It makes sense that people in their early 20s are happy. They have their whole lives in front of them — not to mention, faster metabolism and great skin. What’s far more surprising, though, is that happiness peaks again at a second point in our lives — right around our 69th birthdays. “The ‘happiest ages’ are indeed at these two ages,” economist Hannes Schwandt, a professor at Northwestern University who studies well-being, tells me.
Still, as an academic and not a frat bro, Schwandt never led with 69 when he researched this back in 2015. But as with most 69 references, word got out. “I never publicized these two ages, but a clever reporter at some point noticed it and declared 23 and 69 the happiest years,” he says.
To get to that very nice result, Schwandt analyzed data from the German Socio-Economic Panel that matched the life expectations to the life outcomes of 132,609 people. He found that though data can slightly vary from year-to-year or country-to-country, the distinct upswing we experience in our late 60s is relatively universal.
Schwandt originally set out to research why so many people experience midlife crises in their 40s. He found that general happiness occurs in a U-shaped curve that most of us don’t anticipate after our hot and happy 20s. Life satisfaction begins to decline throughout our 30s, as expectations remain high, and responsibilities mount with work, family and romantic relationships.
The downward spiral of a midlife crisis in our 40s tends to be followed by depression in our 50s over how many of our expectations were left unmet. But by the time we reach our late 50s, the bar finally lowers; we stop expecting so much out of life and become more satisfied almost by default. Reaching this point of almost imperceptible self-acceptance, people become content in ways they didn’t see coming. “Young people strongly overestimate their future life satisfaction while the elderly tend to underestimate it,” Schwandt wrote in the study. “This pattern is stable over time, observed within cohorts, within individuals and across different socio-economic groups.”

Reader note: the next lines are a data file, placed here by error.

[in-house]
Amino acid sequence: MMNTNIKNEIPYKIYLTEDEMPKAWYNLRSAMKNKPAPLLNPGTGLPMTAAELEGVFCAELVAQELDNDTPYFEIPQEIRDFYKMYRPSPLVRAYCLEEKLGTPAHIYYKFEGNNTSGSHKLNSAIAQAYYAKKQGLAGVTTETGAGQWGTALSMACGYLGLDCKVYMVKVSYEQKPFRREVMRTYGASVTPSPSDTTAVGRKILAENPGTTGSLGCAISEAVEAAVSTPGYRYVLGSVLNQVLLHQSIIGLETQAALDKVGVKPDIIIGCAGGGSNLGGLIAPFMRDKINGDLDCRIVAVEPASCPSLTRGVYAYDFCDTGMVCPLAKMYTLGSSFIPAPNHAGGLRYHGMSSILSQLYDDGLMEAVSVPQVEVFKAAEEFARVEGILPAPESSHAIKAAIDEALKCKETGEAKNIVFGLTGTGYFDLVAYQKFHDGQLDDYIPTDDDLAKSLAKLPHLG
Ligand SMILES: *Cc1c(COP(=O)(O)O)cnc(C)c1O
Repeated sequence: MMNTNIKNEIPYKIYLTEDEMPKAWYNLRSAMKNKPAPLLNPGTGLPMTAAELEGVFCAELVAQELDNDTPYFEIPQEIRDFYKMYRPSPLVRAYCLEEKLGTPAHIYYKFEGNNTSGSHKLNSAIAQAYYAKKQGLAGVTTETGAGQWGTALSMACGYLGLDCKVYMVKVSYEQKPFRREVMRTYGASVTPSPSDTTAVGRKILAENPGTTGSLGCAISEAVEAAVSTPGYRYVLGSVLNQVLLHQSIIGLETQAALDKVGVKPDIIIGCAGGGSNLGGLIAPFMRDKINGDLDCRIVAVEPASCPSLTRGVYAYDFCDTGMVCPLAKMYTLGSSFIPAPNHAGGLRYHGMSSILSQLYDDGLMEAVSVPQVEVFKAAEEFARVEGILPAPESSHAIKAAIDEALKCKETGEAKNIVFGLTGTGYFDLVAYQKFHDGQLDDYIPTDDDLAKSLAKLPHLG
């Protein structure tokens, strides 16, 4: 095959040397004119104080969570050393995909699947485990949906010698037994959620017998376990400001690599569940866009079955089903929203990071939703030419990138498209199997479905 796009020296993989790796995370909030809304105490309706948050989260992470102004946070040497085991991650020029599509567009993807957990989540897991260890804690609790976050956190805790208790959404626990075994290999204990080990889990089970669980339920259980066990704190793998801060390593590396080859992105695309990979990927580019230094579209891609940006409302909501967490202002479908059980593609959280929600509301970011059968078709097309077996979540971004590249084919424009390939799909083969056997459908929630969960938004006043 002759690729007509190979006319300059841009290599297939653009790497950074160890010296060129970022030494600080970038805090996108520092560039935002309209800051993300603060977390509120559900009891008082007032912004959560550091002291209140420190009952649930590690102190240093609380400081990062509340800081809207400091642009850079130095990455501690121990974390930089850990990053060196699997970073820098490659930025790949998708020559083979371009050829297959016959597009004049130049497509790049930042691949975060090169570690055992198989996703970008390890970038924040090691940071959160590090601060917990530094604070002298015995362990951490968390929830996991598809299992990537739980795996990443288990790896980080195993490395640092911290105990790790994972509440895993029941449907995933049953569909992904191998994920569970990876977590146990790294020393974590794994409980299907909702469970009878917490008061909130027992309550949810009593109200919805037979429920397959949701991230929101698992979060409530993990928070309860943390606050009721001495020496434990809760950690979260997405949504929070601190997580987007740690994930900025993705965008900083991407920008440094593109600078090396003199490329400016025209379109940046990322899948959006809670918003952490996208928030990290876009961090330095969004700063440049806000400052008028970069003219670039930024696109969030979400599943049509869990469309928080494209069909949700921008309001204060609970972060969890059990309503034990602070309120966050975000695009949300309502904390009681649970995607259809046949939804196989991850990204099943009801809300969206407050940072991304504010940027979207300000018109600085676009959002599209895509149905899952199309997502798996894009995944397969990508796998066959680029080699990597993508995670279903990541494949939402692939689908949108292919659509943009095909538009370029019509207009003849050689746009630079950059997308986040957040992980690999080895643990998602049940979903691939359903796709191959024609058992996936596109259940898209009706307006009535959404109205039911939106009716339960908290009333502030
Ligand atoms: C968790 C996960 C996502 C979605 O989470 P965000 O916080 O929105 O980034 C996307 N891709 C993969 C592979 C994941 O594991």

It’s important to note that having the happiest 69th birthday is dependent on two key factors — 1) physical health; and 2) close interpersonal relationships. To that second point, although marriage has been historically linked with better physical and mental health, a growing number of experts argue that close, healthy relationships in general can achieve the same effect. On the flip side, if someone goes throughout life without any sense of connection or community, their health is more vulnerable, and their happiness probably won’t rebound in their 60s the same way.
To the first point — physical health — this year is obviously a bit different for late sexagenarians, as we’re obviously in the throes of a deadly pandemic, meaning the curve may not apply to them. “The happiness curve can change due to specific experiences of individual cohorts,” Schwandt explains. For instance, after the collapse of the Soviet Union, the curve disappeared and was “replaced by a continuous happiness decline with age.”
The good news is, for most of us, the curve should return long before we turn 69. “My theory is that a lot of the u-shape is biological, so yes, things will likely return to the normal u-shape after the pandemic,” Schwandt says.
For which, of course, there can only be one response: Nice!